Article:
Therefore, craft-related knowledge and skills can be used strategically to stimulate creativity, spearhead innovation, and generate economic value and new employment opportunities. These seek to shed light on how they can be revived not as cultural instances to be safeguarded but as important sources of competitive advantage. With increasing demand for cultural products, (Chunlei et al., 2018), applying specific cultural knowledge to product design has emerged as a desirable technique in designers, where the design itself is considered as an impetus for cultural development (Lin, 2007). Thus, innovation significantly influences performance and its role in the craft sector is invaluable.

Research questions

  1. 1.

    How do the craftspeople communicate within and out to share innovative ideas?

  2. 2.

    To what extent do the craftspeople implement innovation in their craft industries?

  3. 3.

    Which attributes of communication practices and innovation implementation are significantly associated with the performance of craftspeople?

Methods

Research design

This study employed cross-sectional survey with mixed research concurrent approach to answer the basic research questions. The study investigated the communication practices and innovation implementation of craftspeople in Gojjam using descriptive analysis. In addition, the association of communication and innovation with the performance of craftspeople was examined using explanatory research design. Further explorations and descriptions were made on the nature of craft products in relation to the communication practices and innovation implementation of the craftspeople based on insights from field observation.

Research site

The study area covers East and West Gojjam zones in Amhara Region, Ethiopia. The dominant livelihood for most people in this area is agriculture. In addition, weaving, pottery, tannery and smith related craft activities have been used as an alternate means of livelihood for some segment of the society in Gojjam. From these indigenous crafts, weaving and pottery are more predominant than other crafts found in this area. Hence, the target groups for this study were craftspeople residing in districts with abundant craft industries in the study area. To this effect, Sekela, Quarit, Debre Elias and Machakel districts (see Fig. 1) were purposively selected for the study.

Fig. 1
figure 1

Map of the study area

Population and sampling

Respondents from the target group were selected using simple random sampling technique. Taking the Ethiopia census projection of 2007, more than 2890 craftspeople reside in the research sites mentioned above. Out of this number of craftspeople residing in these districts, a sample of 352 craftspeople was selected at standard error of ± 5% using Yamane (1967) formula. A total of 326 questionnaires were properly filled and returned at a response rate of 93%. The nature of the craft products and their actual innovation implementation were simultaneously observed for triangulation and further illustration.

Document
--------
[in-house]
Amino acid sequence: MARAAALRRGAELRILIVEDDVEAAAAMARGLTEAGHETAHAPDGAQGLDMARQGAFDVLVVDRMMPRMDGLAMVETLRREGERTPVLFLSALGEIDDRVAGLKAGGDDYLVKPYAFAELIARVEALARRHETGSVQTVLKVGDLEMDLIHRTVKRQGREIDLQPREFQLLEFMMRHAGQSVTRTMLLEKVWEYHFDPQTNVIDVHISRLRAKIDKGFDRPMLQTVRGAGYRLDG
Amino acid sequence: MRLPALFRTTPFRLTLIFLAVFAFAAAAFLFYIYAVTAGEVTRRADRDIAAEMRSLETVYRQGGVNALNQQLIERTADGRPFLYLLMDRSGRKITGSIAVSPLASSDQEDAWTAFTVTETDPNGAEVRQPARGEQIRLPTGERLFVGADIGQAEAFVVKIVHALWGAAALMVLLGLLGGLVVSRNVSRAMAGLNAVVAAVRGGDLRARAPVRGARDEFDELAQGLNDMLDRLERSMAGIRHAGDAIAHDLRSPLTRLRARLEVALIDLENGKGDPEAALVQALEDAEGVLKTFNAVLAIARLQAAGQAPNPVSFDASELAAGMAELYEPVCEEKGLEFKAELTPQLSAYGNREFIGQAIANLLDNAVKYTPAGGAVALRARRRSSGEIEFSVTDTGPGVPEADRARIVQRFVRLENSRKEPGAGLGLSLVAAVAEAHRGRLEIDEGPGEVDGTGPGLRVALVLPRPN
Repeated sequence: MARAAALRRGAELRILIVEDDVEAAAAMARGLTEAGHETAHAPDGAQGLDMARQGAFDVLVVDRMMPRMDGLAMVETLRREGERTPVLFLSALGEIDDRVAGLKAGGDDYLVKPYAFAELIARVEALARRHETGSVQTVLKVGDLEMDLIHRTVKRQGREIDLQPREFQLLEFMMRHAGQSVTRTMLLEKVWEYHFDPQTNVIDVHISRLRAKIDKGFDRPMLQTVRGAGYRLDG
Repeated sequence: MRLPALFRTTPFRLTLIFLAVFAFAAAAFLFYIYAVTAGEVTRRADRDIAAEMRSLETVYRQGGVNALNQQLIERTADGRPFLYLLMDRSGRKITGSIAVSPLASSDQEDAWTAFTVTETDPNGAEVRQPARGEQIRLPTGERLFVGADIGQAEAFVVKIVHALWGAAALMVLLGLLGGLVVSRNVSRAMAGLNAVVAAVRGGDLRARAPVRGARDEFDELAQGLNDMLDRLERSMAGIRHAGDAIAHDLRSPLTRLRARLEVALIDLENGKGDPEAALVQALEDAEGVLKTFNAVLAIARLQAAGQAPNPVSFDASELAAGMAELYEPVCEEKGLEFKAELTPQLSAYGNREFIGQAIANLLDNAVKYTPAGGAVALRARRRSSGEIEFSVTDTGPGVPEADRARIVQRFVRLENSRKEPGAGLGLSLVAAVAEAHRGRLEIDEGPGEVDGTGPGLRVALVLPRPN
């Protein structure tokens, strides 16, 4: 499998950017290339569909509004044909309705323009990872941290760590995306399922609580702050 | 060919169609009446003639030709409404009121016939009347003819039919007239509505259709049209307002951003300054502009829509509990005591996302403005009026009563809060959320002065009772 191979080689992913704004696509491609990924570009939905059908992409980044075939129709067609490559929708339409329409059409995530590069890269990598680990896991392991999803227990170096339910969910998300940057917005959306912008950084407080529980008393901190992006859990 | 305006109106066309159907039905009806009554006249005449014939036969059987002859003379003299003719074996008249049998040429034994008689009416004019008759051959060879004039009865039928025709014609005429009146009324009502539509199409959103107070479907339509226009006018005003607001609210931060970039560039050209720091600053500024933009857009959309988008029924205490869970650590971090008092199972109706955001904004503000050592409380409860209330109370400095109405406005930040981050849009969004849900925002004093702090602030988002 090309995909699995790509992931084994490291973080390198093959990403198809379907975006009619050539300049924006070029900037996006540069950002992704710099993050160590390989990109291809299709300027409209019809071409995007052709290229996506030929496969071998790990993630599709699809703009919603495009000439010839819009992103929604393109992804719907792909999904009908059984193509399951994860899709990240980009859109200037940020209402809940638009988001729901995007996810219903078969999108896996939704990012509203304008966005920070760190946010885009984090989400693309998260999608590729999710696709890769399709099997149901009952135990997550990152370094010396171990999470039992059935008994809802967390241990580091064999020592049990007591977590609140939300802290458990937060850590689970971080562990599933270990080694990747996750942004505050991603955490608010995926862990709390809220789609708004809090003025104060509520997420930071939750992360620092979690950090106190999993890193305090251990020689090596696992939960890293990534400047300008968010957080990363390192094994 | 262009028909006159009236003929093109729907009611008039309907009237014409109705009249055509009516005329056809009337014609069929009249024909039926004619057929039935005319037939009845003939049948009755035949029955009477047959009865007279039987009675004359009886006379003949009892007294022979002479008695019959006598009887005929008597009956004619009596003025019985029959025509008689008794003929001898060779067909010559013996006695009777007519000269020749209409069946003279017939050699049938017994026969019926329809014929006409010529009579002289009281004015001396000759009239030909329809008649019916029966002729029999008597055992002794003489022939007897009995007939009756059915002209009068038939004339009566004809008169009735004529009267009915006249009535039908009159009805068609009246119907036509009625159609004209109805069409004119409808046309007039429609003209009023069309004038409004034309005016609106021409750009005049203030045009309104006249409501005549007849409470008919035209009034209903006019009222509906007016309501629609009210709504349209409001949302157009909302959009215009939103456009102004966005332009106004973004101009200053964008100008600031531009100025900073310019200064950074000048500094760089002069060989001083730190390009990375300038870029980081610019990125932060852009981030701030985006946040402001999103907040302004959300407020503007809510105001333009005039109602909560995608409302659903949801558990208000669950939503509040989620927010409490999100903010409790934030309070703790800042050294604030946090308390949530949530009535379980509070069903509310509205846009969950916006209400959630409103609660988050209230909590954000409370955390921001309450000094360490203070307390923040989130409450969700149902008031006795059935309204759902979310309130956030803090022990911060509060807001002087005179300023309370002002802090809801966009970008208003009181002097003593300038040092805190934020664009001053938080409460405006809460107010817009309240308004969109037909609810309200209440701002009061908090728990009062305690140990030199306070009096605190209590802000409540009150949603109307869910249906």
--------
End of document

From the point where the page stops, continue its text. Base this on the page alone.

Methods and procedures

Structured questionnaire was adapted from standard measurement of Oslo Innovation Manual (OECD, 2005) that Kilic et al. (2015) used to assess the innovation implementation of manufacturing firms taking values ranging from absence of innovation implementation (1), adopting innovation from local and national levels (2), implementing innovation copying from international markets (3), implementing innovation by improving experience (4) to the extreme of implementing radical innovations (5). It was adapted to answer the basic research questions related to innovation taking into account the local context of indigenous craft manufacturing. The items used to investigate communication practices among craftspeople and the societies were adapted from Hirst and Mann (2004) and Md-Saad et al. (2014) which used five scale measures. Items concerning the communication practices of craftspeople were adapted from the questionnaire used to investigate communication among different development teams whose target population ranges from 60–350 sample size. The questionnaire was finally translated into Amharic (local language) customizing it with the local context.

Performance indicators of small enterprises can be measured using the number of employees, net profit, capital and gross revenue (Dessie & Ademe, 2017; World Bank, 2008). However, all performance indicators were not considered in the context of weaving and pottery crafts as the industries are owned at family level whose operators often work on and off. Due to inconsistencies experienced to calculate labor cost in traditional settings, net profit was not used as performance indicator. The gross revenue of craft industries entails the existence of increment and decrement of performance so that we found justifiable to use revenue as a proxy indicator of performance for weaving and pottery craft industries under study. This was technically calculated by multiplying the number of crafts manufactured and sold by sales prices of each item.

The data collection was carried out applying concurrent and multistage procedures. First, the observation of selected craft industries was conducted to have general overview of the research districts and acquired validation insights in formulating the sampling frame. The observation of some industries in four districts was concurrently carried out during the administration of questionnaire.